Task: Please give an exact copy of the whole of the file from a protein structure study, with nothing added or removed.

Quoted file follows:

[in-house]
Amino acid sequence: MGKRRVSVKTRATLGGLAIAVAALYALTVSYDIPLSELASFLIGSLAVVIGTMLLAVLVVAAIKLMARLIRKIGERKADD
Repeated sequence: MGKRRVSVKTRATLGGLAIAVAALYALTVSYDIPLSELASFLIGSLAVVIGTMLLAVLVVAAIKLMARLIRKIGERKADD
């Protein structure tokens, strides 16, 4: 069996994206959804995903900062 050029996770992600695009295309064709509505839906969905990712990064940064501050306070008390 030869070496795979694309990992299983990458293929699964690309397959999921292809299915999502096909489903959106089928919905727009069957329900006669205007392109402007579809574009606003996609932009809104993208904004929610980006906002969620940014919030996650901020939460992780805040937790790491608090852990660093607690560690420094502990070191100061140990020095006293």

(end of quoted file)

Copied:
[in-house]
Amino acid sequence: MGKRRVSVKTRATLGGLAIAVAALYALTVSYDIPLSELASFLIGSLAVVIGTMLLAVLVVAAIKLMARLIRKIGERKADD
Repeated sequence: MGKRRVSVKTRATLGGLAIAVAALYALTVSYDIPLSELASFLIGSLAVVIGTMLLAVLVVAAIKLMARLIRKIGERKADD
């Protein structure tokens, strides 16, 4: 069996994206959804995903900062 050029996770992600695009295309064709509505839906969905990712990064940064501050306070008390 030869070496795979694309990992299983990458293929699964690309397959999921292809299915999502096909489903959106089928919905727009069957329900006669205007392109402007579809574009606003996609932009809104993208904004929610980006906002969620940014919030996650901020939460992780805040937790790491608090852990660093607690560690420094502990070191100061140990020095006293």